Friday, January 28, 2005

Javier the fisherman of San Carlos!
In the next few days, we hope to tell you the story of Javier, the fisherman, who lives in the small town of San Carlos on the shores of Bahia Magdalena. Javier worked for over 30 years as the manager of the Goodyear Tire facility in the town of Monclova, in the state of Coahuila, Mexico.

About twelve years ago, Javier moved to San Carlos and was able to buy two fishing boats. These are not the little boats that most fishermen use. These are very large vessels, with a crew of several men. We will show you Javier's boats, perhaps later today. Over the next several years, Javier bought more boats, and now owns a fleet of five large fishing vessels.

George wanted to know how Javier learned about fishing, since before he was a manager of a tire plant. Javier claims that he has a photographic memory, and learns very fast!

Javier is married to Carolina, and the two had three children, two sons and one daughter. The daughter died from a heart problem, and now grandparents Javier and Carolina are raising their grandchildren, Inri and Hugo. You met Inri and Hugo yesterday, when Mr. Mavica took their pic inside MsTioga.

This morning, George and Mr. Mavica went for a walk in the neighborhood. In the pic below, is our Camp behind Javier's home.


A view of Javier's home from the rear.




At the front of Javier's land, is his small home, small, but very lovely.


George looks at Javier's home.




Behind Javier's home are located a few buildings which are used as a warehouse for provisions needed by the fishermen. Repairs for outboard motors used on small fishing boats are done here.


Some of the outboard motors in for repairs.




Oh, we almost forgot! We saw this lovely flower which grows wild in the fields here, and wanted to show a pic of one of these flowers to you!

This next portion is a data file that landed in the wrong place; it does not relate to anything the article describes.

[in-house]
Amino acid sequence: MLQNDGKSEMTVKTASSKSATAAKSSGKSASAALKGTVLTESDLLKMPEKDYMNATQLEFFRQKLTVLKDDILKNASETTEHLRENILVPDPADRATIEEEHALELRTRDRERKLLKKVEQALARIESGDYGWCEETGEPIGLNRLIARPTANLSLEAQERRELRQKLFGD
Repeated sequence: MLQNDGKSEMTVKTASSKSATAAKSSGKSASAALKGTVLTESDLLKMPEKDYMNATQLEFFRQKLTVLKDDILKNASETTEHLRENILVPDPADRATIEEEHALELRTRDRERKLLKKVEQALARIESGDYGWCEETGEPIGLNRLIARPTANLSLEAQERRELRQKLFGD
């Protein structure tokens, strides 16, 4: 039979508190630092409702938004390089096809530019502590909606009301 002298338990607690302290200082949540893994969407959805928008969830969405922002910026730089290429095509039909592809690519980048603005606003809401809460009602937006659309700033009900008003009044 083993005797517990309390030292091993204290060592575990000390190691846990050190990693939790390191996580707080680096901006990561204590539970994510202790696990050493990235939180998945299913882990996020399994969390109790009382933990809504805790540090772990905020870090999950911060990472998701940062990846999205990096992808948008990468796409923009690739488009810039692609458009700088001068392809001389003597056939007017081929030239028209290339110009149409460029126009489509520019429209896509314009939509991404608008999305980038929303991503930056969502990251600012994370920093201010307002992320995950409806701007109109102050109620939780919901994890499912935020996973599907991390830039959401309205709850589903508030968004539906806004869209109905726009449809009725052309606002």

Violet flower. Do you see the dew on this tiny flower?




8AM - Javier and George go to see the boats.
Javier asked George if he would like to go to the harbor to see the fishing boats. Of course George said YES!


This is one of Javier's boats, that is filled with fish.




Here is Javier sitting at the wheel of one of his boats.


Javier at the wheel.




Fish on scale. Each box of fish that comes onto the dock must be accurately weighed. The fishermen are paid according to the weight of the fish caught. Very important to weigh accurately.

In the pic below, Captain Alvaro who runs this fishing boat, weighs a box of fish, while Javier watches closely.


Captain Alvaro weighing the fish.




Here is the fisherman unloading the hold of the ship with the frozen fish. The fish are stacked in the hold of the ship, in layered ice in order to preserve them until the boat reaches port.


Frozen fish removed from hold of ship.




In the pic below, the fish are being transported in containers from the hold of the ship to the dock.


Fish coming to the dock.




Weighing of the fish. Great attention is paid to insure that the scale is accurate, and that each load is weighed correctly. Javier checks several times how Captain Alvaro manages the scale which tells him the weight of each box of fish. Javier checks the calculations as these weights are logged into a notebook.


Weighed fish about to be loaded into iced truck.




Containers of fish are loaded into the truck. Ice is added to each layer of fish, in order for the fish to remain preserved for the trip to La Paz. The entire truck is then loaded onto a ferry at La Paz, and transported to Topolobampo on the Mexican mainland. After the ferry reaches Topolobampo, the truck is driven to the fish market at Guadalajara where the fish are sold.

Remember when we camped at Picheligue north of La Paz for the nite? That is the place where this truck boards the ferry to Topolobampo.


Loading the fish into the truck.




Jorge the fishermen shows Mr. Mavica the very last fish to be loaded into the truck.


3,000 kilos of fish have been loaded into the truck.




Captain Alvaro told George that he goes out into the Ocean to catch a kind of fish called pierna. These fish are baited with sardines, placed in traps. When the fish enter the trap, they cannot escape and are caught.

After completing three trips into the ocean to catch fish, Captain Alvaro and his crew take one week off to rest and relax. Each of these trips takes about one week to complete, so the Captain and crew have one week to rest each month.

Spanish is creaping into George's mind!
George is so immersed into Mexico now, that when he goes to write the blog, the words start to come out in Spanish, instead of English. George's Spanish is still not that good, but it is interesting how the mind transfers over from one language to another.



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